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A few days later, it froze withdrawals. On Monday, the company said: “Our objective continues to be stabilizing our liquidity and operations.”

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If you have the luxury to freeze withdrawals, a liquidity crisis can go away: eventually, the stETH turns into ETH, and Celsius can let its depositors withdraw their money. Of course, if they all withdraw their money at once, because you froze withdrawals and they lost faith in the bank, you might very quickly find yourself back at square one.‌

Pseudo banks and ‘psychic wealth’

But how much money do you have if you have a $1,000 bank balance, along with 99 other people, and the bank only has $50,000? Then you don’t have a liquidity crisis: you have an insolvency one.

In a typical bank, the bank’s insolvency is discovered fairly quickly, retail depositors are protected through deposit insurance, and everyone else takes a haircut. The government steps in to top up your deposit, you take home $1,000, and the bank stops trading.

In the crypto world, if your money is in the insolvent bank, you share a portion of the losses: you may have a $1,000 balance, but you’re only going to get $500 if the crypto bank declares bankruptcy. And you may not even get that: as a depositor, you’re an unsecured creditor, who only gets paid back after people with more “senior” debts have been reimbursed.

One last question: if you do find that your $1,000 is actually only worth $500, when did you lose that money? Is it the day your bank hands you cash and says: “There’s no more where that came from”? Is it the day you discovered that they were in trouble? Or is it the day that they lost half their reserves in the first place?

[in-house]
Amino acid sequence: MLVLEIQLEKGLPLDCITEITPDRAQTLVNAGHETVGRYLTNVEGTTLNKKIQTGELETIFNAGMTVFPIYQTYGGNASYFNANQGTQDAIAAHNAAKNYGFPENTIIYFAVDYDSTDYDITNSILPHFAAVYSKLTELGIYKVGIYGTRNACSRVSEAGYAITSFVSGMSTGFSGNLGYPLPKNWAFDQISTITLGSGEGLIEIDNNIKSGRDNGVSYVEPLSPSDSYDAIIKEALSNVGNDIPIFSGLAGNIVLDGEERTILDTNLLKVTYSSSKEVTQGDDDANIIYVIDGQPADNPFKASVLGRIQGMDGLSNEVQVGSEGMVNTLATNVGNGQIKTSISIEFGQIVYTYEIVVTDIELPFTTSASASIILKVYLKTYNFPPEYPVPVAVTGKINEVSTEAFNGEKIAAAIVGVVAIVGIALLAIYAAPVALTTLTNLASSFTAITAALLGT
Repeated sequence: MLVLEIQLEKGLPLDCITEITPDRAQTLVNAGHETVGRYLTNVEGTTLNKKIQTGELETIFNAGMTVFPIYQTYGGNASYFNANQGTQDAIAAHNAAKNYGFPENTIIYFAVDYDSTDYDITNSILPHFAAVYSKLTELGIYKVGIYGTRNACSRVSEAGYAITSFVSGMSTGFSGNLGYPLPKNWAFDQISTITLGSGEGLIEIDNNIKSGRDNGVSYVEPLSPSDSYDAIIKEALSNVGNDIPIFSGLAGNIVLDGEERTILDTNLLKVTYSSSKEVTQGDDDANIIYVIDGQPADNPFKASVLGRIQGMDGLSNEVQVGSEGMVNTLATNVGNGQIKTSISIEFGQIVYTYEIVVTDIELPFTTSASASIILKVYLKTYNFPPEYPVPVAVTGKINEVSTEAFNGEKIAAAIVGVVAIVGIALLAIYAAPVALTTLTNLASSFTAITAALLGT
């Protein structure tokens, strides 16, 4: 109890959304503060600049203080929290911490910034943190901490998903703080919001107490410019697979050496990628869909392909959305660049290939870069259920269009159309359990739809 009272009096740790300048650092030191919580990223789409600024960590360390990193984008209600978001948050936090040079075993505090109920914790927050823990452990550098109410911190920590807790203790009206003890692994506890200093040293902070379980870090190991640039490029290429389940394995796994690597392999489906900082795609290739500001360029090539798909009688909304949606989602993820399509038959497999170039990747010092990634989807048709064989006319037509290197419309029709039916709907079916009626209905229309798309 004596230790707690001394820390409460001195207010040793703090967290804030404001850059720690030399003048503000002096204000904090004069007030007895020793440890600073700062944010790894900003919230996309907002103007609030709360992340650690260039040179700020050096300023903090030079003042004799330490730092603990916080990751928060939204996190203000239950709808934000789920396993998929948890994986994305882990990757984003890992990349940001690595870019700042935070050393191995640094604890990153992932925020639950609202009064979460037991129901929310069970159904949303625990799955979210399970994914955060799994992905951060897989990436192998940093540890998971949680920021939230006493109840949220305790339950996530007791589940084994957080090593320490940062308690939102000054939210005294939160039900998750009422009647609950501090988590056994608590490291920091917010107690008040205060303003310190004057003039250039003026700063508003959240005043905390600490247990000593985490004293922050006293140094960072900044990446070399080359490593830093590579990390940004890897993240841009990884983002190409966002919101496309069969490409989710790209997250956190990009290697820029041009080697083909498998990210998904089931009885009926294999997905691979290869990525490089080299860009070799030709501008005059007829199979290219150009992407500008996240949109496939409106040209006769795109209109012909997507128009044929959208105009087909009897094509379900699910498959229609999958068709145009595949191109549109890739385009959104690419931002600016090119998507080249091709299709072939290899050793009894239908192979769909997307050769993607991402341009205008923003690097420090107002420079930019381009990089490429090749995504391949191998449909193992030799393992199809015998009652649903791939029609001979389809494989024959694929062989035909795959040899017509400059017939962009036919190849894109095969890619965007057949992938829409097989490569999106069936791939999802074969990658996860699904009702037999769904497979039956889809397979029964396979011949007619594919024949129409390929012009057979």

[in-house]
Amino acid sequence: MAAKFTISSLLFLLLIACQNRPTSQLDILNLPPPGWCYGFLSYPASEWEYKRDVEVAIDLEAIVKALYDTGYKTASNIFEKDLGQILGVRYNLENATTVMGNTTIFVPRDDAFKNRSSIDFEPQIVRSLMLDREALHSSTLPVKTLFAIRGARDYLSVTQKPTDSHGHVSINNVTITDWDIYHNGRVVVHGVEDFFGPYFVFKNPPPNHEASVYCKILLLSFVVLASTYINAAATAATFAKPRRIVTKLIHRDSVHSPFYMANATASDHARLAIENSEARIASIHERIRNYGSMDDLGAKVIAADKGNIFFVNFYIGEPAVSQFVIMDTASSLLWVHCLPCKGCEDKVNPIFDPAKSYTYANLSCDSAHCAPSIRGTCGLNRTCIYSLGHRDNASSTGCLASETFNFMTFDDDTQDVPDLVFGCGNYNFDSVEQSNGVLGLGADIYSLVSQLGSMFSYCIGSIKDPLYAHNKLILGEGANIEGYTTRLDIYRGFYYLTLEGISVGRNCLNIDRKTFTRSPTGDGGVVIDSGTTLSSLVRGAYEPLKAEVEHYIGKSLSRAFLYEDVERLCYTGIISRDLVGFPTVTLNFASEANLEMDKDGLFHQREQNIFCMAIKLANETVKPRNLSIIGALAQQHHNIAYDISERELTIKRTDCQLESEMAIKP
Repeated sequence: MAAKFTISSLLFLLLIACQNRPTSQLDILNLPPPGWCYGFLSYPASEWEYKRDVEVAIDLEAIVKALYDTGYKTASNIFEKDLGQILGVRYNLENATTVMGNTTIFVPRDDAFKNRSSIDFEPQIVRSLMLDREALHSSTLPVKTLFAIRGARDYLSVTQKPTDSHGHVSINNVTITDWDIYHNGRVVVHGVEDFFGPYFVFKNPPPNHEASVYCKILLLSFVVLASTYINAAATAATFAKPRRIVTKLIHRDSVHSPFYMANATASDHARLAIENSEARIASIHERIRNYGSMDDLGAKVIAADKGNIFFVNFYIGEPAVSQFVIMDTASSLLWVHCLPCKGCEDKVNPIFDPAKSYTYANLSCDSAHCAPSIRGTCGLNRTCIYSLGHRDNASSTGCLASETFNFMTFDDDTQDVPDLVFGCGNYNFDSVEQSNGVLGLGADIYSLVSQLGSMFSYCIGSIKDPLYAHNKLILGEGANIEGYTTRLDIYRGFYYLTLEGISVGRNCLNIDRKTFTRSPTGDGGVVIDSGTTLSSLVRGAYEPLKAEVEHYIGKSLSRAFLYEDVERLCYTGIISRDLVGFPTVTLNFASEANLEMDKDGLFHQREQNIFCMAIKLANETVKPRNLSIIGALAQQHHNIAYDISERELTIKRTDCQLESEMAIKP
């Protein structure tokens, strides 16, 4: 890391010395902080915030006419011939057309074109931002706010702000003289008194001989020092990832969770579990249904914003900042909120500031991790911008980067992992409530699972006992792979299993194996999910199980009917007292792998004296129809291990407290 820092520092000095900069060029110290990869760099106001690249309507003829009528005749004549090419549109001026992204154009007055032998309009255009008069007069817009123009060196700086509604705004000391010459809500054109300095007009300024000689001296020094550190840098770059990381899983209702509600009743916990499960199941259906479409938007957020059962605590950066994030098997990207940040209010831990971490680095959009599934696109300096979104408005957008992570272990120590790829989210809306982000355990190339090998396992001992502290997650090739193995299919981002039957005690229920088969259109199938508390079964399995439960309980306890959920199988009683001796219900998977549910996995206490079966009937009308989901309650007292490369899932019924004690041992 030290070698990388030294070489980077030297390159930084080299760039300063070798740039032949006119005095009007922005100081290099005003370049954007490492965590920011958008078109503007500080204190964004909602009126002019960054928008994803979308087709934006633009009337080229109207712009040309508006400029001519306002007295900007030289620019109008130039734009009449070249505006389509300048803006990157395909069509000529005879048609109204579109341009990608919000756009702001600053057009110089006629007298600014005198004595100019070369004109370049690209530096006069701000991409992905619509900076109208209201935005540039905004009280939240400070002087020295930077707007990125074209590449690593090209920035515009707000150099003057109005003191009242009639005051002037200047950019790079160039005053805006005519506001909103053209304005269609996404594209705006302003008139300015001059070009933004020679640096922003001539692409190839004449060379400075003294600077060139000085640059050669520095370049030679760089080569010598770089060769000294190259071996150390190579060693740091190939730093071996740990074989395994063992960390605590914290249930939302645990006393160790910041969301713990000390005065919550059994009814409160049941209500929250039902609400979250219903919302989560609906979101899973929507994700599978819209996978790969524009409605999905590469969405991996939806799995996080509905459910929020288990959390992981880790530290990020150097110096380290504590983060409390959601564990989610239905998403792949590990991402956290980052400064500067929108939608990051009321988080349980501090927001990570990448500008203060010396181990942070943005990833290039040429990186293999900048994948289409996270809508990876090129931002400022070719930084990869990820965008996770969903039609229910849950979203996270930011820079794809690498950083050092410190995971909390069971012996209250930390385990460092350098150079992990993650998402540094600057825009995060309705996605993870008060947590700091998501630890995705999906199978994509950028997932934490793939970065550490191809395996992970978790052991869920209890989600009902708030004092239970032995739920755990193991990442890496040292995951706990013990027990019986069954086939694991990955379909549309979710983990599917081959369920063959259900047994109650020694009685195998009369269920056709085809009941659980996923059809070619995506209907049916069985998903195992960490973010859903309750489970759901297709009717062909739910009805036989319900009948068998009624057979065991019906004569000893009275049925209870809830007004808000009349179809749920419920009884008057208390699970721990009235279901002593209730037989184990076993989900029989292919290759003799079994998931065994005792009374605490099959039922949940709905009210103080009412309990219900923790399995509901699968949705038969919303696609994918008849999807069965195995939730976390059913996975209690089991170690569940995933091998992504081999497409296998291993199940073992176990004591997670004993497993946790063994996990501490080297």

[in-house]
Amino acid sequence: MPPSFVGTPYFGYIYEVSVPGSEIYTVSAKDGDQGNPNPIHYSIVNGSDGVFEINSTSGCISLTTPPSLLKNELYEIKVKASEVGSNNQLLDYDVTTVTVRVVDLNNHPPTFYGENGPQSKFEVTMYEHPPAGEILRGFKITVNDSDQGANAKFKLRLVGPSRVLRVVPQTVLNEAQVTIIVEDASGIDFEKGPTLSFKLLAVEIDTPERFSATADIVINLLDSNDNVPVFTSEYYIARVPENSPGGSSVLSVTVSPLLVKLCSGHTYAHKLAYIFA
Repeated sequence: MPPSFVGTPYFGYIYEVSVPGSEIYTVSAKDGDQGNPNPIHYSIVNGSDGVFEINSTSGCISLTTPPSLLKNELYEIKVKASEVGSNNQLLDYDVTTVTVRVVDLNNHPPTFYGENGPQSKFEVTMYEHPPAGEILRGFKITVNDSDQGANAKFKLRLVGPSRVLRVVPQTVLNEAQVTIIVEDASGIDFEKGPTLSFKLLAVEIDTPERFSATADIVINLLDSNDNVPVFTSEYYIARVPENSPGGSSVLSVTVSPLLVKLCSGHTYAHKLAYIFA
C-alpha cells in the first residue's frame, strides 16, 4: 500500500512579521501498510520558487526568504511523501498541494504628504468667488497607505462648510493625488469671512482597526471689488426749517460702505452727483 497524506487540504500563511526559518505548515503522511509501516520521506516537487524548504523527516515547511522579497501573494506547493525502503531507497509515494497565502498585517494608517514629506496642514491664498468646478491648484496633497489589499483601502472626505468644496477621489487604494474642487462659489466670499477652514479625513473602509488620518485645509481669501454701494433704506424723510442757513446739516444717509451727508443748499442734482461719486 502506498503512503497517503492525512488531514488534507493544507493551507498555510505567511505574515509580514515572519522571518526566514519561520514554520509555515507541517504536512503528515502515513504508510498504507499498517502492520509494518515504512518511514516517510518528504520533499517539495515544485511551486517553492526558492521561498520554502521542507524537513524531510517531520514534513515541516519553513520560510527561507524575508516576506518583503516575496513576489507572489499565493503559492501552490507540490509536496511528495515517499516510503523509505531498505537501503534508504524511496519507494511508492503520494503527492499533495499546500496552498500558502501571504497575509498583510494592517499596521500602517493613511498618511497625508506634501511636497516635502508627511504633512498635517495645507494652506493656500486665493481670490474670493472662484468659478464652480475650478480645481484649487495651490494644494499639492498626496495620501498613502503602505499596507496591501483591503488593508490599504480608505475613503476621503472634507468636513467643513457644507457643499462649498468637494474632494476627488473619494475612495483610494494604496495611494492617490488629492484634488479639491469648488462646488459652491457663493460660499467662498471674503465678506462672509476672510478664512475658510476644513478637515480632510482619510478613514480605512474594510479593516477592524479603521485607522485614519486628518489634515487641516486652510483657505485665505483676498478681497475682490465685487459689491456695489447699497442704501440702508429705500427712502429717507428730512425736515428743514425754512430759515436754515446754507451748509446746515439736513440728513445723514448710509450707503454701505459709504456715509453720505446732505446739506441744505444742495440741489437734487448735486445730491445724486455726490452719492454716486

The idea of a gap between experiencing a loss and realising it isn’t new. The Canadian-American economist John Kenneth Galbraith wrote about a parallel but in that case nefarious concept, “the Bezzle”, in the 1950s. That’s the money that companies and individuals think they have safely in their accounts, but which has actually been embezzled by crooks. In that period of time, he wrote, “There is a net increase in psychic wealth.” But the increase is only ever temporary:

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This inventory – it should perhaps be called the bezzle – amounts at any moment to many millions of dollars. It also varies in size with the business cycle … In good times, people are relaxed, trusting, and money is plentiful. But even though money is plentiful, there are always many people who need more. Under these circumstances, the rate of embezzlement grows, the rate of discovery falls off, and the bezzle increases rapidly. In depression, all this is reversed. Money is watched with a narrow, suspicious eye. The man who handles it is assumed to be dishonest until he proves himself otherwise. Audits are penetrating and meticulous. Commercial morality is enormously improved. The bezzle shrinks.

Or, as a friend put it: nobody gets naked in the denouement of the Emperor’s New Clothes; they’ve been naked all along.

In the cryptocurrency sector, though, there’s no easy villain: Satoshi Nakamoto isn’t sitting in bitcoin headquarters creaming off money into his personal bank account. But the psychic gap in wealth exists nonetheless: people who thought they were millionaires with their money safely in bank accounts have discovered they weren’t millionaires, didn’t have money and weren’t even storing it in real bank accounts.

There’s a hole in the middle of the sector, and we’re still finding out how deep it goes.